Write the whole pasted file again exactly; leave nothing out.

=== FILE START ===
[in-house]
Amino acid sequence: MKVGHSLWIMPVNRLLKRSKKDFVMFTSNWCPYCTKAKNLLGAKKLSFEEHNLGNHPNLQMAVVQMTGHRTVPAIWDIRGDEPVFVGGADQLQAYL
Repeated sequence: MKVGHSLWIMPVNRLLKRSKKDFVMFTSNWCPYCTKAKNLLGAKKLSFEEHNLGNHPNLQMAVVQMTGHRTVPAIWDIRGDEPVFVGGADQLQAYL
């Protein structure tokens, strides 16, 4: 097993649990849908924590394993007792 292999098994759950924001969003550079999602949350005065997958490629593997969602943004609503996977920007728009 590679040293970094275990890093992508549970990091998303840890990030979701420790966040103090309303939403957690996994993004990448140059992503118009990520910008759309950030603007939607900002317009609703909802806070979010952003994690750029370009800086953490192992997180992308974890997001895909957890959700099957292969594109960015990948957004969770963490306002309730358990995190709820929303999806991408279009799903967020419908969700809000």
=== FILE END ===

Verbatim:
[in-house]
Amino acid sequence: MKVGHSLWIMPVNRLLKRSKKDFVMFTSNWCPYCTKAKNLLGAKKLSFEEHNLGNHPNLQMAVVQMTGHRTVPAIWDIRGDEPVFVGGADQLQAYL
Repeated sequence: MKVGHSLWIMPVNRLLKRSKKDFVMFTSNWCPYCTKAKNLLGAKKLSFEEHNLGNHPNLQMAVVQMTGHRTVPAIWDIRGDEPVFVGGADQLQAYL
């Protein structure tokens, strides 16, 4: 097993649990849908924590394993007792 292999098994759950924001969003550079999602949350005065997958490629593997969602943004609503996977920007728009 590679040293970094275990890093992508549970990091998303840890990030979701420790966040103090309303939403957690996994993004990448140059992503118009990520910008759309950030603007939607900002317009609703909802806070979010952003994690750029370009800086953490192992997180992308974890997001895909957890959700099957292969594109960015990948957004969770963490306002309730358990995190709820929303999806991408279009799903967020419908969700809000």